Citrus Hint Sauerkraut–An Easy Sauerkraut Recipe

Sauerkraut is the mainstay of fermented foods. But sometimes, you just want a slightly different flavor. Try this easy sauerkraut in a jar recipe with just a hint of citrus. I’m sure you will be as amazed by the flavor as I am.

Posted by Sarah

Cabbage is an inexpensive vegetable, and a common staple and go-to for many natural lacto-ferments. It is easy to naturally ferment and is a good default for obtaining a starter, or for a failsafe quick ferment when you need a probiotic boost. However, using the same recipe and flavor combinations over and over again can get boring.

A recent experiment of mine turned out surprisingly well, with the naturally tangy ferment having an added hint of bitter and sweet from a citrus addition. Getting all three flavor profiles to blend was a surprise, but adds to the enjoyment of this particular cabbage -based ferment.

How to Make Sauerkraut in a Jar with Orange Flavor

An Easy Sauerkraut in a Jar Recipe

Ingredients and Tools:

  • Green or red cabbage, sliced as for sauerkraut. For a quart jar, you’ll need 6-8 cups of sliced, non-compressed, cabbage.
  • 1 small organic orange. A blood orange or mandarin orange works best for this recipe.
  • 1 Tbs finely ground Himalayan Pink salt
  • Water
  • 1 clean, sterilized wide-mouth quart jar, and airlock.
  • For an optional variation, you can consider adding a small stick of cinnamon.

Method:

Start by preparing your cabbage. Wash the outside of the cabbage and remove any discolored spots, damaged areas, or wilted leaves. Thinly slice the majority of the cabbage, until you have 6-8 cups of prepared slices.

Then prepare your orange. Even if you have an organic orange, clean it by pouring about a cup of just-boiled water over the fruit. This will remove any oil residues from the skin, and prevent it from getting into your ferment. Wipe the orange down, and slice thinly. A small orange should give about six slices.

Prepare your brine by dissolving the salt in a cup of barely warm water.

Start filling your quart jar with cabbage. When you have the jar about a third full, pack down the cabbage and slide in one or two orange slices. Pack in more cabbage, and add a few more orange slices. I liked putting the orange slices so that the cabbage pressed them against the side of the jar, but that is not necessary. Continue until the jar is packed to the shoulder with cabbage, and all the orange slices have been put in place.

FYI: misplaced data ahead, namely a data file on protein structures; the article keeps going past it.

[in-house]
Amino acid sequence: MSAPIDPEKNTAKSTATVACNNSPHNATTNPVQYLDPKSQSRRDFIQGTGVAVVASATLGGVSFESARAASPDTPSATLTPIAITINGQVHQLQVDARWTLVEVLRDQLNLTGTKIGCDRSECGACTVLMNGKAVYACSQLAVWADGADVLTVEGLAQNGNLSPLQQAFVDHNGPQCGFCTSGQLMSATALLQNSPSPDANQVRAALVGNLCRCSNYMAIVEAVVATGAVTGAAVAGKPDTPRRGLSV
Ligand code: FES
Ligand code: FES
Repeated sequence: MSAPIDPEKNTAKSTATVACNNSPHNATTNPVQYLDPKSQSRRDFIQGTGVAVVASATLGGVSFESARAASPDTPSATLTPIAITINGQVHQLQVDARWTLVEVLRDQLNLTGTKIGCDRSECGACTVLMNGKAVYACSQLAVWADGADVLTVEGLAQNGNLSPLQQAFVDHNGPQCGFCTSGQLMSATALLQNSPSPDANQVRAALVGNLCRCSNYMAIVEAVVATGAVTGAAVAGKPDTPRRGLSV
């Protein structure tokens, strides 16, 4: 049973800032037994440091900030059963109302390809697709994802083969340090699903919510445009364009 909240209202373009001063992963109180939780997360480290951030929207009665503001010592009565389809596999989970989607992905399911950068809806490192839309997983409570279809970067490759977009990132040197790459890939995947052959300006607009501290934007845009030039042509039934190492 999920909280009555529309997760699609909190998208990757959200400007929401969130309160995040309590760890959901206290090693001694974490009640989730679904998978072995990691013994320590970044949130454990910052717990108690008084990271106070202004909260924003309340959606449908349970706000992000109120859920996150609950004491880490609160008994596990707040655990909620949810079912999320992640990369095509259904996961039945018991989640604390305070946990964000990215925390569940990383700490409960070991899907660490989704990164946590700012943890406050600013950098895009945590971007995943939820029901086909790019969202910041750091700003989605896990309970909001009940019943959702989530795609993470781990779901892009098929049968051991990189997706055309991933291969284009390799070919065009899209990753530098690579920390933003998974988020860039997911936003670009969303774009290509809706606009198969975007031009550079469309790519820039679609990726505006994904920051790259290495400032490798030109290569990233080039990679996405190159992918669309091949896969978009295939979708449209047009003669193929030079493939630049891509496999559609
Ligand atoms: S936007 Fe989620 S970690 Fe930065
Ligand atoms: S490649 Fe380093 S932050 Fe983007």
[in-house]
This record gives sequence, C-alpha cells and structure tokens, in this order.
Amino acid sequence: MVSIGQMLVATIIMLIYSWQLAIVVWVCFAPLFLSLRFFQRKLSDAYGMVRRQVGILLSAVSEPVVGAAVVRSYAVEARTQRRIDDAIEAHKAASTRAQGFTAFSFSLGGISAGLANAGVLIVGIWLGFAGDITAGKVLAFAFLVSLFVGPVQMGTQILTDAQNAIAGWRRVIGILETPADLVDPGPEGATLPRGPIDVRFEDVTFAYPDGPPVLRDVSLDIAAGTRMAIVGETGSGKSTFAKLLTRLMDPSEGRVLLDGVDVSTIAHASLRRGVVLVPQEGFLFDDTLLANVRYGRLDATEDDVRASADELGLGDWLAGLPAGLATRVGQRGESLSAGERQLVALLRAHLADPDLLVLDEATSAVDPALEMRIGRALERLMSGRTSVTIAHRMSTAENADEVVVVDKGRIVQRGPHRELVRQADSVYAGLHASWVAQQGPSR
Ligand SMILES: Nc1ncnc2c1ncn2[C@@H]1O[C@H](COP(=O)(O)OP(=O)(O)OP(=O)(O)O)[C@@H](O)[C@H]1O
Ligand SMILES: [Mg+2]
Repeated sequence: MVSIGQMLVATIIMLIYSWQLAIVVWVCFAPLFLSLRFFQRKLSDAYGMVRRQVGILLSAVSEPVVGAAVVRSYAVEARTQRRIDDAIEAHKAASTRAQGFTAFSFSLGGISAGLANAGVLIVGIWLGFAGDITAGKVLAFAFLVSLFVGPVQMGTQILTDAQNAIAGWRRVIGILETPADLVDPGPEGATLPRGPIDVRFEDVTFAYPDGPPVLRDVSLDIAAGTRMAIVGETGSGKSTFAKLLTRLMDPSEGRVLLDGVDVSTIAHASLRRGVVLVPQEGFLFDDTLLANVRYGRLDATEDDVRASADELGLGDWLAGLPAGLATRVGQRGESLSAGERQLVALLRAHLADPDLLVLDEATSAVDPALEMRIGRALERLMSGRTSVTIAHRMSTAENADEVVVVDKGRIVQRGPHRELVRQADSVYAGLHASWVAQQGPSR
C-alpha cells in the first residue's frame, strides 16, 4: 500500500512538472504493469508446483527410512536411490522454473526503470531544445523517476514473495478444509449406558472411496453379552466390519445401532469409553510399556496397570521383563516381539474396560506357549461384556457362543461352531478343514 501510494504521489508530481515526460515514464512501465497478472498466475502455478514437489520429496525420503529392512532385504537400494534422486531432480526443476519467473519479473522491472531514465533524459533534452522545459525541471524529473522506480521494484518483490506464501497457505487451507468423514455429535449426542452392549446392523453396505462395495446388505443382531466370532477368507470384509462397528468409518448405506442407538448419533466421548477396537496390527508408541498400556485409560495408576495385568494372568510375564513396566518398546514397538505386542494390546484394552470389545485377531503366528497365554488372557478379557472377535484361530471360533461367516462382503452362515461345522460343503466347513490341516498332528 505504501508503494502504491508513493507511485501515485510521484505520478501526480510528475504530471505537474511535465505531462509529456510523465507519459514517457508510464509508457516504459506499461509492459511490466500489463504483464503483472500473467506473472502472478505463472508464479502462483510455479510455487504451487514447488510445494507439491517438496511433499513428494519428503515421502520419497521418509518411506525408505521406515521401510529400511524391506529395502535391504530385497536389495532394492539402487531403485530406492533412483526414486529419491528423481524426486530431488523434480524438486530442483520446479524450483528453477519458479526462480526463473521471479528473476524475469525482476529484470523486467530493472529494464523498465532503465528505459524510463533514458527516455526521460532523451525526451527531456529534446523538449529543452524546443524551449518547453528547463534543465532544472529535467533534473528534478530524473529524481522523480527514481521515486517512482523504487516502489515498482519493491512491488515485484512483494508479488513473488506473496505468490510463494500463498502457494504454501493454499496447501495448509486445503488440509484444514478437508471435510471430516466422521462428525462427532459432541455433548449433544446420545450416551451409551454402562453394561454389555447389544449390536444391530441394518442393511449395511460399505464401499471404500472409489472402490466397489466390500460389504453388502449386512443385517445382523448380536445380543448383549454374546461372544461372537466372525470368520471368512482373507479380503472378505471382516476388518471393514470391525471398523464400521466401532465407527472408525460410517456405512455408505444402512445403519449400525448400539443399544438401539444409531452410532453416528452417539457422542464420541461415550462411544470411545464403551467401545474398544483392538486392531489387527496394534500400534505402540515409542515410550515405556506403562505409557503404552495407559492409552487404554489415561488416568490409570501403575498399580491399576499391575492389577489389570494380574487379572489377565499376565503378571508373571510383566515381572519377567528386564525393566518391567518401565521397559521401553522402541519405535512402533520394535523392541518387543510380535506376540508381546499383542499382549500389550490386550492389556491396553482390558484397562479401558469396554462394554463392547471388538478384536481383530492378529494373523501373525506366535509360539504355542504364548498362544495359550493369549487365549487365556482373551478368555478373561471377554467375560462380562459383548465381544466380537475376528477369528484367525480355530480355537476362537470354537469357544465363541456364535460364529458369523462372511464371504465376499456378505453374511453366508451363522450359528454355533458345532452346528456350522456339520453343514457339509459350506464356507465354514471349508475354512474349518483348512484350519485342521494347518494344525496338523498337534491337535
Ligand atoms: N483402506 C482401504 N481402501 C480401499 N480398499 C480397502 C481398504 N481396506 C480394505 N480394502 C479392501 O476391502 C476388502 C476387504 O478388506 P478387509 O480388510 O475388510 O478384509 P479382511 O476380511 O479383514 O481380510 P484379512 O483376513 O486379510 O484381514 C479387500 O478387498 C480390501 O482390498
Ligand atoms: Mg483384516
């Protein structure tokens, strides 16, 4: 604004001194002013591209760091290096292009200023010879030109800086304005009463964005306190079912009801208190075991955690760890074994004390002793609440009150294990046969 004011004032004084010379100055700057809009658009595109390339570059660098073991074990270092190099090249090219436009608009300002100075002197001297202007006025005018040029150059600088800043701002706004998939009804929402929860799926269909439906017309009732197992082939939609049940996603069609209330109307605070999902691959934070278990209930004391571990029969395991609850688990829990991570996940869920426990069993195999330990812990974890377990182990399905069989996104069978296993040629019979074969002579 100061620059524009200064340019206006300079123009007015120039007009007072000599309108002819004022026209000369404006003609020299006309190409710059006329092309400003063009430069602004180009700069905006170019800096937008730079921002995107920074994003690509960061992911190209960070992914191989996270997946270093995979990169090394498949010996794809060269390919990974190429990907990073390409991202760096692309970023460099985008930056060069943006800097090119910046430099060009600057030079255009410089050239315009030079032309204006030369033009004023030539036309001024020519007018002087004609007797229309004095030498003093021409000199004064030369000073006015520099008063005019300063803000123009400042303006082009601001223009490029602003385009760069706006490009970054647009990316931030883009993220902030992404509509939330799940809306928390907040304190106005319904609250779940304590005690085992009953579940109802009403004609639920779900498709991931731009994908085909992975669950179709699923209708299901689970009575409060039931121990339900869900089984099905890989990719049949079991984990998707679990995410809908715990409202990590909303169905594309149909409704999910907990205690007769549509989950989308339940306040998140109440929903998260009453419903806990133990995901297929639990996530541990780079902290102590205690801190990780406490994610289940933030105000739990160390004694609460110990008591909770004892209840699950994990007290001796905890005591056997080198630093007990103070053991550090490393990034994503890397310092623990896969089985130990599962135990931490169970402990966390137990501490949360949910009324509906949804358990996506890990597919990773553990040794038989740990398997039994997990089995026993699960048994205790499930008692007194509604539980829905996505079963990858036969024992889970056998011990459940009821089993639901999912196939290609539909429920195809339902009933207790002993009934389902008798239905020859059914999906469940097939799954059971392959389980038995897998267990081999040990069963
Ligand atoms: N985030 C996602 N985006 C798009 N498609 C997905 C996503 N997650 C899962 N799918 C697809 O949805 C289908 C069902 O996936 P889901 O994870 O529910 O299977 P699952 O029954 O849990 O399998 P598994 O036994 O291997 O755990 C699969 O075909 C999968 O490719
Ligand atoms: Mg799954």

Pour over the brine, and add water to just above the cabbage. Insert your glass weight and make sure there are no floating bits of cabbage hanging around. Secure your airlock, and set your prepared jar on a plate, just in case it decides to overflow.

Leave on the counter, or in a slightly warm location. Due to the citrus, the ferment may start a little slow, but within 24 hours the first signs of fermenting should appear. By 48 hours, in a quart jar, you should have large bubbles appearing. Within three days, the bubbles should be smaller, and the cabbage color should have changed from bright to dull. At this point, your sauerkraut with orange flavor is finished, and you can replace the airlock with a standard lid and transfer your ferment from the counter to the fridge. Once chilled, enjoy.

This particular ferment will have a combination of sweet, tangy, and bitter. The sweet and bitter come from the orange and the tangy comes from the lacto-fermentation. The orange slices will also have a faint tang to them and can be enjoyed with, or without, the cabbage accompaniment.

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I don’t know about you, but I want to make a huge batch of this sauerkraut with orange flavor. For that, I need to order another 12-pack of Fermentools so that I have more fermentation lids for Mason jars. Better check your cupboard and see what you need to order, too.

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Sarah Dalziel is passionate about DIY skills, knowledge, and self-sufficiency. She was homeschooled K-BSc, and enjoys questioning, researching, and writing about hands-on skills and preparedness. Ethnobotany, natural dyes, and self-sufficiency fascinate her. If she isn’t writing about them, you’ll find her dipping yarn into a steaming dye pot, or stirring up a batch of woad pigmented soap. Sarah blogs at wearingwoad.com, a natural dye and fiber skills blog, and also at sarahdalzielmedia.com, an interdisciplinary skills and writing blog.

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